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AQA GCSE Biology ­ Unit 3 summary notes
Dissolved substances
Dissolved substances move by diffusion and by active transport.
Diffusion (covered in more detail in unit 2):
The movement of particles in a liquid or gas from an area where they are in higher
concentration to an area where they are in lower concentration.
The greater the difference in concentration, the faster the rate of diffusion.
2 examples of diffusion through the cell membrane:
o Oxygen required for respiration diffuses into cells.…read more

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AQA GCSE Biology ­ Unit 3 summary notes
If animal cells are placed in a solution that has a lower solute concentration than the cytoplasm,
then water will enter the cell by osmosis until it bursts.
This is why it is vital that we maintain the concentration of our body fluids at
an equal solute concentration to our cells' cytoplasm.…read more

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AQA GCSE Biology ­ Unit 3 summary notes
Specialised exchange surfaces
Many organ systems are specialised for exchanging materials.
The effectiveness of an exchange surface is increased by:
o having a large surface area
o being thin, to provide a short diffusion path
o Animals can also maintain high concentration gradients:
by having an efficient blood supply.
for gaseous exchange by being ventilated.
Gas and solute exchange surfaces in humans and other organisms are adapted to
maximise effectiveness.…read more

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AQA GCSE Biology ­ Unit 3 summary notes
The lungs are in the upper part of the body (thorax).
They are protected by the ribcage.
They are separated from the lower part of the body (abdomen) by the diaphragm.
The breathing system takes air into and out of the body.
Oxygen from the air diffuses into the bloodstream.
Carbon dioxide can diffuse out of the bloodstream into the air.…read more

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AQA GCSE Biology ­ Unit 3 summary notes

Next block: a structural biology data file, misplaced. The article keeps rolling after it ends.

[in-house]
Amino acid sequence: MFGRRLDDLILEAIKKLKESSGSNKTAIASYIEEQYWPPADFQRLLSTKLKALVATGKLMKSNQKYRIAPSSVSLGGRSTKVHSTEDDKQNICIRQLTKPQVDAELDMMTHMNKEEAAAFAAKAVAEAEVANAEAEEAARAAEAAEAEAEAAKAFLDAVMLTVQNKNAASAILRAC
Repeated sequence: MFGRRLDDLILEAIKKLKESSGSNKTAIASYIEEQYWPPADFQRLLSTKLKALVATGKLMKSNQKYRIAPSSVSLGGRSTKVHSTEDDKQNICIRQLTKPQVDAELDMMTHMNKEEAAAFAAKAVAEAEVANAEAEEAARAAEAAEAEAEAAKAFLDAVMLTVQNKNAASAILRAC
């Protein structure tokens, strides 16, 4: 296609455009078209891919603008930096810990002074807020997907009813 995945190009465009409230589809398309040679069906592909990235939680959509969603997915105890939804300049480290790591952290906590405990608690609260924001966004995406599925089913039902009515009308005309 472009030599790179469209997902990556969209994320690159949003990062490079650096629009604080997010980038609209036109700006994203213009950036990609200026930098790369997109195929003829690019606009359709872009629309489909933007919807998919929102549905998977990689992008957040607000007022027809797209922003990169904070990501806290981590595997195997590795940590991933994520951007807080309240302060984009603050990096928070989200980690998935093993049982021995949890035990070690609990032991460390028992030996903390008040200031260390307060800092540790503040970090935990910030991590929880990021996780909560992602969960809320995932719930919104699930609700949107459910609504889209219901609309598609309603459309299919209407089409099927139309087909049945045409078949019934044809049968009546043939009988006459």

The moist surface helps oxygen to dissolve so that it can diffuse into the cells.
The capillaries are very close to the alveoli so that the gases have a short distance to
diffuse.
Concentration gradients are maintained by:
o The blood removing oxygen from and bringing carbon dioxide to the lungs.
o Breathing, which replenishes oxygen and removes carbon dioxide.
Ventilation (breathing)
The movement of air into and out of the lungs is known as ventilation.…read more

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AQA GCSE Biology ­ Unit 3 summary notes
Mechanical ventilators:
o Machines can be used that enable air to move into and out of the lungs:
o Negative pressure machines.
Often referred to as iron lungs.
These are used in cases of paralysis, for example, due to polio.
The patient's thorax is contained inside a metal box that can create a very
low pressure outside the lungs.
This causes the thorax to expand so air enters the lungs
o Positive pressure machines.…read more

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AQA GCSE Biology ­ Unit 3 summary notes
Exchange systems in plants
Absorption of water by roots
The surface area of the roots is increased by root hairs.
Most of the water and mineral ions are absorbed by root hair cells.
Water is absorbed by osmosis.
Most of the mineral ions are absorbed by active transport.
Gas Exchange in the leaf
The surface area of leaves is increased by the flattened shape and internal air spaces.
Most photosynthesis takes place in the palisade cells.…read more

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AQA GCSE Biology ­ Unit 3 summary notes
Transpiration
The process by which plants lose water vapour from the surface of their leaves.
It evaporates into the air spaces in the leaf, and then diffuses out through the stomata.
Transpiration is more rapid in hot, dry and windy conditions:
o Heat causes the water to evaporate quicker.
o Dry conditions increases the water vapour concentration gradient.
o Wind moves the water vapour away from the leaf, maintaining the concentration
gradient.…read more

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